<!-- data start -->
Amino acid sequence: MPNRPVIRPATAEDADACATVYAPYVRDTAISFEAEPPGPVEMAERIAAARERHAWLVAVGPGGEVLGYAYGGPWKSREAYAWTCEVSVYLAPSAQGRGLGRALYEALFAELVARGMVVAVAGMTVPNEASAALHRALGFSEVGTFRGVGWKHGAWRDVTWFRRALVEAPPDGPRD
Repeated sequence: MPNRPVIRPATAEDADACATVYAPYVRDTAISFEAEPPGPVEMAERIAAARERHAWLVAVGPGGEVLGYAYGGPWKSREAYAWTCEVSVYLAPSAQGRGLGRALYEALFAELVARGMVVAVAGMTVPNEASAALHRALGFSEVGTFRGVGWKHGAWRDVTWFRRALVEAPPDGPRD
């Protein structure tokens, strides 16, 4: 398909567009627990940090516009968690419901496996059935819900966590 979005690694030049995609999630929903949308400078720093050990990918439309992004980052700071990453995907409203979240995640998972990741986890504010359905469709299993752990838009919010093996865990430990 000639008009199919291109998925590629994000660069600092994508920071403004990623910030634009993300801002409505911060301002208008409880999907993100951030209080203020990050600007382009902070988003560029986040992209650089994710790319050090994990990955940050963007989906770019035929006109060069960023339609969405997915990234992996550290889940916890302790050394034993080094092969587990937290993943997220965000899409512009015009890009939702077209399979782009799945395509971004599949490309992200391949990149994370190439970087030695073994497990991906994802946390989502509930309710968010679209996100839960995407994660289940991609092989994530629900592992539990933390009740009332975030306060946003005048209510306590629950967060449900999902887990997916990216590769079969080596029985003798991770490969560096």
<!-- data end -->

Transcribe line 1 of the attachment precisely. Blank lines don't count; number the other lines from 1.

Amino acid sequence: MPNRPVIRPATAEDADACATVYAPYVRDTAISFEAEPPGPVEMAERIAAARERHAWLVAVGPGGEVLGYAYGGPWKSREAYAWTCEVSVYLAPSAQGRGLGRALYEALFAELVARGMVVAVAGMTVPNEASAALHRALGFSEVGTFRGVGWKHGAWRDVTWFRRALVEAPPDGPRD